6. Clients are always right…the second time.
Because everyone uses the internet so damned much, it’s easier now than ever to be an ‘expert’ when it comes to the web. So if a client has a bad idea, you get one shot to convince them to do it your way. Be strategic, make a good argument, back it up with facts. You do this for a living, and eat and breath the internet everyday. Prove it.
But even still, the agency or client might not budge. There may be something at play, or a reason higher than you that is driving their awful idea. So let it slide. They don’t have to give you one hundred reasons why they want something. You said your piece. If you keep pushing, you’re being rude. It’s their money at the end of the day. That said, be sure to make your case in writing, in the chance the client’s bad decision backfires, and they blame you for not alerting them.
7. Don’t be a dick.
Part of this job sometimes is to convince people to do things they don’t want to (more so internally than externally). Whether it’s convincing a client that their idea is a bad one, or convincing a developer/designer to actually execute said bad idea, you need to be a good negotiator and be persuasive, but also compassionate and pleasant. And no one gets hammered harder than your developers. You’re going to be spending an incredible amount of time with these people. So ask yourself “would I want to spend 50+ hours a week with me?” And if not, change that.
Just how creatives & devs get criticism on their work, you should ask for insight on how to be better at producing. How to better request more money/time from a client, push back on changes, deliver bad news, see problems early. These are skills that can be sharpened and improved, just like coding and using Photoshop.
8. Speaking of Photoshop: Learn it.
Or at least know how to resize a photo, and understand the difference between print and screen resolutions, what ‘above the fold’ means (and why it’s dumb), the difference between mobile friendly and optimized etc. The more knowledge you have about the process your team goes through, the better you’ll be able to scope and budget projects (and understand what they are going through). You’ll also get more respect for having that perspective.
Also, understand everything about the technical side of the internet. Know the difference between Flash, HTML, “HTML5" (shudder) CSS, PHP, .NET, Ruby, Python etc. And know when a technology is most appropriate and should be used - i.e. when a mobile site is more appropriate than a full blown App.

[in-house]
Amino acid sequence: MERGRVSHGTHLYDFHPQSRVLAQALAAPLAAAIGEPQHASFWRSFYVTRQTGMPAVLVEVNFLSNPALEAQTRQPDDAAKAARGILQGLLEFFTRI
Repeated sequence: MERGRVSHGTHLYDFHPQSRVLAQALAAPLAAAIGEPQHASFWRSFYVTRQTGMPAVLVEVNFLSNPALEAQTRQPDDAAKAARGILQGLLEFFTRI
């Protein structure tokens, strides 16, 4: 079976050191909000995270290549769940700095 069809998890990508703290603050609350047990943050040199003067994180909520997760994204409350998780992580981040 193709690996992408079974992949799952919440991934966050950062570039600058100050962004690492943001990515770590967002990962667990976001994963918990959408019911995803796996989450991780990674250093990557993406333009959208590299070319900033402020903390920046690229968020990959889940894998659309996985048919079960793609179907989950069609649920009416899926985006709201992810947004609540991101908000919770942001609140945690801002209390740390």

9. Don’t just wait for your turn to talk. LISTEN.
Learn the nuances of how to deal with clients, agency people, your creatives and your developers. Producers like to joke that they are ‘babysitters’ at times, but we are also ‘psychiatrists’ at times too. YOU NEED TO BE AN AMAZING LISTENER. And not just sitting silent, waiting for your turn to talk. Understand that the kind of person that chose to go into the creative side, is often times drastically different than someone who is a developer. You can’t treat them both the same way. They are both artists in their own right, and want to be respected, challenged and engaged at their level. Again, you can’t fake this. You either have it or you don’t. So if you don’t, work on your communication and people skills. Be optimistic, mellow and friendly. It’s not corny, and you don’t win awards for solving conflicts or writing schedules. But it’s those acts that lead to awards and happy team members.
10. Don’t ever, ever, ever call yourself a ‘social media expert/guru/ninja/wizard’…but definitely be one.
Know the ins-and-outs of Twitter, Facebook, Instagram et al. Additionally, understand the pros/cons and limitations of Facebook development, and when to recommend a FB App vs. a stand alone site, or an iOS/Android App versus a mobile site. Understand which browsers HTML5 won’t run on, and when to avoid that approach.
Read a few good blogs. But don’t just read all day, share links all day, and do nothing of your own. It makes you look like a web critic, and not someone who actually contributes to the web. People who spend all day tweeting links to other people’s work are obviously not making any work of their own. They are too damned busy surfing the web, and everyone can tell they are full of shit. Saying “show me the work” is a good way to shut these people down.
11. Pizza, donuts, coffee & beer.
Bring in donuts. Buy pizza. Take someone out for beers. You are the person who has to ask someone to work overtime, to work on a Saturday. To not be with their family, and to miss dinner. Again.
You’re the bearer of bad news, ridiculous feedback, bug reports etc. So it can be hard to not get a little of that tarnish on you, even though you’re just the messenger. Help buffer that by making people feel appreciated and loved in those times when you need people to dig in. People are more apt to bend over backwards for you when you bend over backwards for them.
Overall the producers are the offensive line of any shop. They get little credit, get little glory – but they also get a perspective unlike any other position because they are involved every single step of the way. I personally wouldn’t have it any other way.